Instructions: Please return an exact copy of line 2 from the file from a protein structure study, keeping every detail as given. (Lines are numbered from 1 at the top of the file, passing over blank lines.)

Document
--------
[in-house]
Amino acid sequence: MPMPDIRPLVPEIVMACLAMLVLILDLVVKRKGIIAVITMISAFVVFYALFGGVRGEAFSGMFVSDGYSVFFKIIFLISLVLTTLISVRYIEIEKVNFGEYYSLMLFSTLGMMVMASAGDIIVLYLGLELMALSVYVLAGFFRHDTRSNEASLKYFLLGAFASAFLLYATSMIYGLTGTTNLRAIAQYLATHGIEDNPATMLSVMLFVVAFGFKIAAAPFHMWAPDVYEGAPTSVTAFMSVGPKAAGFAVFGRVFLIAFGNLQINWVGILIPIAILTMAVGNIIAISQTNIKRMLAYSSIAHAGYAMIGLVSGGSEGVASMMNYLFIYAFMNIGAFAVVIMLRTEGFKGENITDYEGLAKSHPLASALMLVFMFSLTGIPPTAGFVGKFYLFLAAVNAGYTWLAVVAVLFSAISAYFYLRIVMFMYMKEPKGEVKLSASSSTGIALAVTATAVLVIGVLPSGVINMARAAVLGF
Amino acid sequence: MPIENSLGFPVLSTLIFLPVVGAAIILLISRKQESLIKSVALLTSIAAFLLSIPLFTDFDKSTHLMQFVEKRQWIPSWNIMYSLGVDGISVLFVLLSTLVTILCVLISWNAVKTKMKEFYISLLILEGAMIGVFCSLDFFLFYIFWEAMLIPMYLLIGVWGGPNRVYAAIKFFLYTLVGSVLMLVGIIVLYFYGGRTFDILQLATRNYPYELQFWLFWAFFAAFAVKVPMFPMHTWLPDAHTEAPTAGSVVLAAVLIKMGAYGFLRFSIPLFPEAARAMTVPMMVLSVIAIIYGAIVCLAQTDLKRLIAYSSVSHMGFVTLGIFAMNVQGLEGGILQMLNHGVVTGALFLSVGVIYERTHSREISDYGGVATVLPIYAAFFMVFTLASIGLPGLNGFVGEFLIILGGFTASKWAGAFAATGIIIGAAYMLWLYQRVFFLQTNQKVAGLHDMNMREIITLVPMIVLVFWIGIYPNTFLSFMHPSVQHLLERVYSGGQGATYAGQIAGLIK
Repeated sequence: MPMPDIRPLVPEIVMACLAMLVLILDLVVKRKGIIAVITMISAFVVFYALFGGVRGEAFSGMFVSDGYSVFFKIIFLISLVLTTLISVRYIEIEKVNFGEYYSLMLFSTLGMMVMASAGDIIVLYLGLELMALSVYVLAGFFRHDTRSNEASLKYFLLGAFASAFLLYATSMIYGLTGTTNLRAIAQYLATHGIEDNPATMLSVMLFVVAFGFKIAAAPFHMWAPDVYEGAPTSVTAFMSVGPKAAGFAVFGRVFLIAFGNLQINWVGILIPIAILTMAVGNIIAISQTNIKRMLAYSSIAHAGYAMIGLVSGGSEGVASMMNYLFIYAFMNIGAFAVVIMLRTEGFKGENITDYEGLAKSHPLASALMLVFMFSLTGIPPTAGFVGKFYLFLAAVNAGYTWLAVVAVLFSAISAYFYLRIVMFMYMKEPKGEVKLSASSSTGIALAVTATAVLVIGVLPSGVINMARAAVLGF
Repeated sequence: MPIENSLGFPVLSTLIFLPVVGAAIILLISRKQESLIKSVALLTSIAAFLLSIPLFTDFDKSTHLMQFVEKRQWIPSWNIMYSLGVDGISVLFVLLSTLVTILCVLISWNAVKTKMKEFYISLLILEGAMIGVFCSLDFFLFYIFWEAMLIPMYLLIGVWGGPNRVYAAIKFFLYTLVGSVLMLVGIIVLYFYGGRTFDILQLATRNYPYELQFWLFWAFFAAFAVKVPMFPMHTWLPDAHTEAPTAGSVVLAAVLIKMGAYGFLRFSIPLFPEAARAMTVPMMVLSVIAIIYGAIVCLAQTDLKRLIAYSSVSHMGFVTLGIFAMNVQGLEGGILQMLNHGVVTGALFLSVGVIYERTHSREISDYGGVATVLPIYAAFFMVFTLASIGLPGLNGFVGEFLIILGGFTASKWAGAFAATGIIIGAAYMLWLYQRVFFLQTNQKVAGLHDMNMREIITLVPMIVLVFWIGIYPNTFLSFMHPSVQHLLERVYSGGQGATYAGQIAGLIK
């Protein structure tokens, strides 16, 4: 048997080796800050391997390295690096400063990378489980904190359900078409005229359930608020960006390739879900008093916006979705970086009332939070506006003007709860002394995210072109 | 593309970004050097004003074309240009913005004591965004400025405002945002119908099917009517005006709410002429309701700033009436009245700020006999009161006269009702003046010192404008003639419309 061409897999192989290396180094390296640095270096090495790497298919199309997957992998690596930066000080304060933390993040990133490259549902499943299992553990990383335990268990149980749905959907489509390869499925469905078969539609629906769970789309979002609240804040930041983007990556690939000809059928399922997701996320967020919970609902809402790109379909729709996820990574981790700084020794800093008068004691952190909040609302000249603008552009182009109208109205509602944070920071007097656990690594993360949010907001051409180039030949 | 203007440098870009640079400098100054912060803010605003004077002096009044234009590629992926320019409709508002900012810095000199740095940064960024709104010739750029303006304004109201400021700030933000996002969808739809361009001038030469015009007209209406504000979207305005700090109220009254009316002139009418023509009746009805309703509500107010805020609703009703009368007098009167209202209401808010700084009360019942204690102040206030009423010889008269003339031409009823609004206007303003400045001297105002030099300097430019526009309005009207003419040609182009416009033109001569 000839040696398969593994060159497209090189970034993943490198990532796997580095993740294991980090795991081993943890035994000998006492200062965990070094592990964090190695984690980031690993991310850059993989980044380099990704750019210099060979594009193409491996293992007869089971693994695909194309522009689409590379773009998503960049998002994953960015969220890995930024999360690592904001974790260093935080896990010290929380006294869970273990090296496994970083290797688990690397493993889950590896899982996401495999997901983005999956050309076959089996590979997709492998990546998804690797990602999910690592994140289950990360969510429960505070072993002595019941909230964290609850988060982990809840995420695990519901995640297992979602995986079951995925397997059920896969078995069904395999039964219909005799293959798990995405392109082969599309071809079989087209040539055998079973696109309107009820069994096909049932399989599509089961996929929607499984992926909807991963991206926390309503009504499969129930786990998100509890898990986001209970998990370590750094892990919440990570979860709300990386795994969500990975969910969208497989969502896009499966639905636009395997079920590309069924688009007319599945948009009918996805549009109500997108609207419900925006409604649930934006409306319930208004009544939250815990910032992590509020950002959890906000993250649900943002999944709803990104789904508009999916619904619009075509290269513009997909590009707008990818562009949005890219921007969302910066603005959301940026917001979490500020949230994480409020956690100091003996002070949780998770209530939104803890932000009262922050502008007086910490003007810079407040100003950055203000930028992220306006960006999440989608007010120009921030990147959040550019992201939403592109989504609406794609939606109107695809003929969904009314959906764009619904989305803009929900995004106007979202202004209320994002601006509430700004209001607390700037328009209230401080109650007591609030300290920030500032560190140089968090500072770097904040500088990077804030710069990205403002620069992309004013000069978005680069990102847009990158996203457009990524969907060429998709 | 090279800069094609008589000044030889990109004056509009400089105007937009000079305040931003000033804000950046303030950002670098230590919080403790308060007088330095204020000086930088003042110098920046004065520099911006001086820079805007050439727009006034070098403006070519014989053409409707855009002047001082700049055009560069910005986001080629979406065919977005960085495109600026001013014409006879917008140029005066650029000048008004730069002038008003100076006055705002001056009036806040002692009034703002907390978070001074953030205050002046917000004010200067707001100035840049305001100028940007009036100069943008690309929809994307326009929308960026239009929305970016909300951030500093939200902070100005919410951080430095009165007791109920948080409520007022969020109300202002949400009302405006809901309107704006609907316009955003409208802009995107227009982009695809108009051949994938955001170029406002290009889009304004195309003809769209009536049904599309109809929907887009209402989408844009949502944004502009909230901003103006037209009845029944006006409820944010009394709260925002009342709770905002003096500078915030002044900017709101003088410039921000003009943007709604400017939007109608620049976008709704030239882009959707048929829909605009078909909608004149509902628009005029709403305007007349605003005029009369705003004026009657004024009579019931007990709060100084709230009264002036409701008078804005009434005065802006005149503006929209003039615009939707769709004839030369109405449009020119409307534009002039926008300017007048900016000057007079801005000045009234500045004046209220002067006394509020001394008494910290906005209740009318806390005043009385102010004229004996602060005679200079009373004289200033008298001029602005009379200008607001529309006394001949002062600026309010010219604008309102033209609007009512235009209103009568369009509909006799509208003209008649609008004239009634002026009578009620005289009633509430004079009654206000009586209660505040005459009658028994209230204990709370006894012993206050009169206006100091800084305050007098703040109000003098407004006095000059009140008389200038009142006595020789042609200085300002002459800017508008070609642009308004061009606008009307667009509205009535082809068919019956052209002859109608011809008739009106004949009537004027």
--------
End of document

Amino acid sequence: MPMPDIRPLVPEIVMACLAMLVLILDLVVKRKGIIAVITMISAFVVFYALFGGVRGEAFSGMFVSDGYSVFFKIIFLISLVLTTLISVRYIEIEKVNFGEYYSLMLFSTLGMMVMASAGDIIVLYLGLELMALSVYVLAGFFRHDTRSNEASLKYFLLGAFASAFLLYATSMIYGLTGTTNLRAIAQYLATHGIEDNPATMLSVMLFVVAFGFKIAAAPFHMWAPDVYEGAPTSVTAFMSVGPKAAGFAVFGRVFLIAFGNLQINWVGILIPIAILTMAVGNIIAISQTNIKRMLAYSSIAHAGYAMIGLVSGGSEGVASMMNYLFIYAFMNIGAFAVVIMLRTEGFKGENITDYEGLAKSHPLASALMLVFMFSLTGIPPTAGFVGKFYLFLAAVNAGYTWLAVVAVLFSAISAYFYLRIVMFMYMKEPKGEVKLSASSSTGIALAVTATAVLVIGVLPSGVINMARAAVLGF